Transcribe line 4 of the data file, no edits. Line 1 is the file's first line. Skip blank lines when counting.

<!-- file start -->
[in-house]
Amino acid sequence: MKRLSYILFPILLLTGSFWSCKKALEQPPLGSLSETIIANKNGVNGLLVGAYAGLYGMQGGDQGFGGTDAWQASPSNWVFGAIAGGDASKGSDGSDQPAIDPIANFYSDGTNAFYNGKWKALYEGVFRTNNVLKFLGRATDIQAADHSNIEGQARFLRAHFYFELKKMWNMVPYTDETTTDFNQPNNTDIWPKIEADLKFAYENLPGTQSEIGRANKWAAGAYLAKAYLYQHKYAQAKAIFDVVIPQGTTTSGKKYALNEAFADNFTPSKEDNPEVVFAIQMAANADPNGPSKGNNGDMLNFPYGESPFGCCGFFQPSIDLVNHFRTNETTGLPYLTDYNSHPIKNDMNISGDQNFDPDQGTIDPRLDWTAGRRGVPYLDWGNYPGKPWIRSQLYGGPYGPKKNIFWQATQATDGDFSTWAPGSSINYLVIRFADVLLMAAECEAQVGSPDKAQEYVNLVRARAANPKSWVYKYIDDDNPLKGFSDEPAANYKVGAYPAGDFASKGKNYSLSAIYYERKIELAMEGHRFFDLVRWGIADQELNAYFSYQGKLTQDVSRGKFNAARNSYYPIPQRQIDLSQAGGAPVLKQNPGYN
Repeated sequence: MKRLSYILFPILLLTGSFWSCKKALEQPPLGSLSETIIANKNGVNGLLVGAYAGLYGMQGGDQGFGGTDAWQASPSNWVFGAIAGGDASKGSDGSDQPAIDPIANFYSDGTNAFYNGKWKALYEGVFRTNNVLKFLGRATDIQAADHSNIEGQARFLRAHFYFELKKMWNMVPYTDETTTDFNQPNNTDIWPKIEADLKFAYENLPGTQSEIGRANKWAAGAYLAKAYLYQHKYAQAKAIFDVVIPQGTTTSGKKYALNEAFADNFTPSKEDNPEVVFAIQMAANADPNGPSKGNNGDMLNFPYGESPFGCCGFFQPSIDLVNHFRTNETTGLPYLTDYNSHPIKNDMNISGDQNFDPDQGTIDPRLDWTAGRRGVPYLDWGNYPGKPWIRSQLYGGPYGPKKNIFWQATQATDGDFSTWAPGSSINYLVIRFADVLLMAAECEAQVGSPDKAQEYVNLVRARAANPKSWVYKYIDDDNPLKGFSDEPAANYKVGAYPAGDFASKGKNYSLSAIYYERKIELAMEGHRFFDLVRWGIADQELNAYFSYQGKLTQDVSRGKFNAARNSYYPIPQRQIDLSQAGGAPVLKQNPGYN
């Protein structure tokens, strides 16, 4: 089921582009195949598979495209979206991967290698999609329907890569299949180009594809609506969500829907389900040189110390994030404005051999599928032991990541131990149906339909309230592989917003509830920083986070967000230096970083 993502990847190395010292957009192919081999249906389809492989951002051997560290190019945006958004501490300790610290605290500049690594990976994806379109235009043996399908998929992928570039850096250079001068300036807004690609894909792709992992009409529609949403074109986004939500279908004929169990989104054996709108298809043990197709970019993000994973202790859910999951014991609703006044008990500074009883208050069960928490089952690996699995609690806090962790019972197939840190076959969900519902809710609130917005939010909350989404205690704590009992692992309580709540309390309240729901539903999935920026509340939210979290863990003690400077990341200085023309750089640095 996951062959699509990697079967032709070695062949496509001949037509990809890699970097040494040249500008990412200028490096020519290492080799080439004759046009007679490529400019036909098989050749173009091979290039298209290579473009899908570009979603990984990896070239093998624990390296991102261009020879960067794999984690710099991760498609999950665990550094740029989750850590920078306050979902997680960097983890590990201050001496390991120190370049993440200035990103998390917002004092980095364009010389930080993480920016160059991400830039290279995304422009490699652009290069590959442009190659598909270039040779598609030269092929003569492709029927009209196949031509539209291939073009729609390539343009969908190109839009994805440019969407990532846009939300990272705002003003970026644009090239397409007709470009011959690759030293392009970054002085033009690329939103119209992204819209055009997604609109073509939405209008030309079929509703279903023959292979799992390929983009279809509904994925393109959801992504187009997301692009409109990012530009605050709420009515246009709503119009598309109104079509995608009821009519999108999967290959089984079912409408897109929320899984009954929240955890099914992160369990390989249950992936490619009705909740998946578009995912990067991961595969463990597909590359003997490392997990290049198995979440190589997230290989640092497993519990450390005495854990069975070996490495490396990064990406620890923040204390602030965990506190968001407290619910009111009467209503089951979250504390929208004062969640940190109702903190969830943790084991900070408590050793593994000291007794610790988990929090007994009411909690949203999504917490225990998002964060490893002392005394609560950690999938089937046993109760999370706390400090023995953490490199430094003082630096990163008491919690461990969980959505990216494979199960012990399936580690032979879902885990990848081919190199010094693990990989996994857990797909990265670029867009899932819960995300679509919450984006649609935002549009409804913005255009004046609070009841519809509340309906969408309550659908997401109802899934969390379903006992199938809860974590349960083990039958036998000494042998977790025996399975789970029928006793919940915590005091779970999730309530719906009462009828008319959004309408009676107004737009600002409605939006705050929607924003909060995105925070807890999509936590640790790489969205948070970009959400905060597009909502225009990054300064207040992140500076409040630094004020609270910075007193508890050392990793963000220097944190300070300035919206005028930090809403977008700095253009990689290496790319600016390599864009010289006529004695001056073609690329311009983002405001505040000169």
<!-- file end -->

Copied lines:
């Protein structure tokens, strides 16, 4: 089921582009195949598979495209979206991967290698999609329907890569299949180009594809609506969500829907389900040189110390994030404005051999599928032991990541131990149906339909309230592989917003509830920083986070967000230096970083 993502990847190395010292957009192919081999249906389809492989951002051997560290190019945006958004501490300790610290605290500049690594990976994806379109235009043996399908998929992928570039850096250079001068300036807004690609894909792709992992009409529609949403074109986004939500279908004929169990989104054996709108298809043990197709970019993000994973202790859910999951014991609703006044008990500074009883208050069960928490089952690996699995609690806090962790019972197939840190076959969900519902809710609130917005939010909350989404205690704590009992692992309580709540309390309240729901539903999935920026509340939210979290863990003690400077990341200085023309750089640095 996951062959699509990697079967032709070695062949496509001949037509990809890699970097040494040249500008990412200028490096020519290492080799080439004759046009007679490529400019036909098989050749173009091979290039298209290579473009899908570009979603990984990896070239093998624990390296991102261009020879960067794999984690710099991760498609999950665990550094740029989750850590920078306050979902997680960097983890590990201050001496390991120190370049993440200035990103998390917002004092980095364009010389930080993480920016160059991400830039290279995304422009490699652009290069590959442009190659598909270039040779598609030269092929003569492709029927009209196949031509539209291939073009729609390539343009969908190109839009994805440019969407990532846009939300990272705002003003970026644009090239397409007709470009011959690759030293392009970054002085033009690329939103119209992204819209055009997604609109073509939405209008030309079929509703279903023959292979799992390929983009279809509904994925393109959801992504187009997301692009409109990012530009605050709420009515246009709503119009598309109104079509995608009821009519999108999967290959089984079912409408897109929320899984009954929240955890099914992160369990390989249950992936490619009705909740998946578009995912990067991961595969463990597909590359003997490392997990290049198995979440190589997230290989640092497993519990450390005495854990069975070996490495490396990064990406620890923040204390602030965990506190968001407290619910009111009467209503089951979250504390929208004062969640940190109702903190969830943790084991900070408590050793593994000291007794610790988990929090007994009411909690949203999504917490225990998002964060490893002392005394609560950690999938089937046993109760999370706390400090023995953490490199430094003082630096990163008491919690461990969980959505990216494979199960012990399936580690032979879902885990990848081919190199010094693990990989996994857990797909990265670029867009899932819960995300679509919450984006649609935002549009409804913005255009004046609070009841519809509340309906969408309550659908997401109802899934969390379903006992199938809860974590349960083990039958036998000494042998977790025996399975789970029928006793919940915590005091779970999730309530719906009462009828008319959004309408009676107004737009600002409605939006705050929607924003909060995105925070807890999509936590640790790489969205948070970009959400905060597009909502225009990054300064207040992140500076409040630094004020609270910075007193508890050392990793963000220097944190300070300035919206005028930090809403977008700095253009990689290496790319600016390599864009010289006529004695001056073609690329311009983002405001505040000169």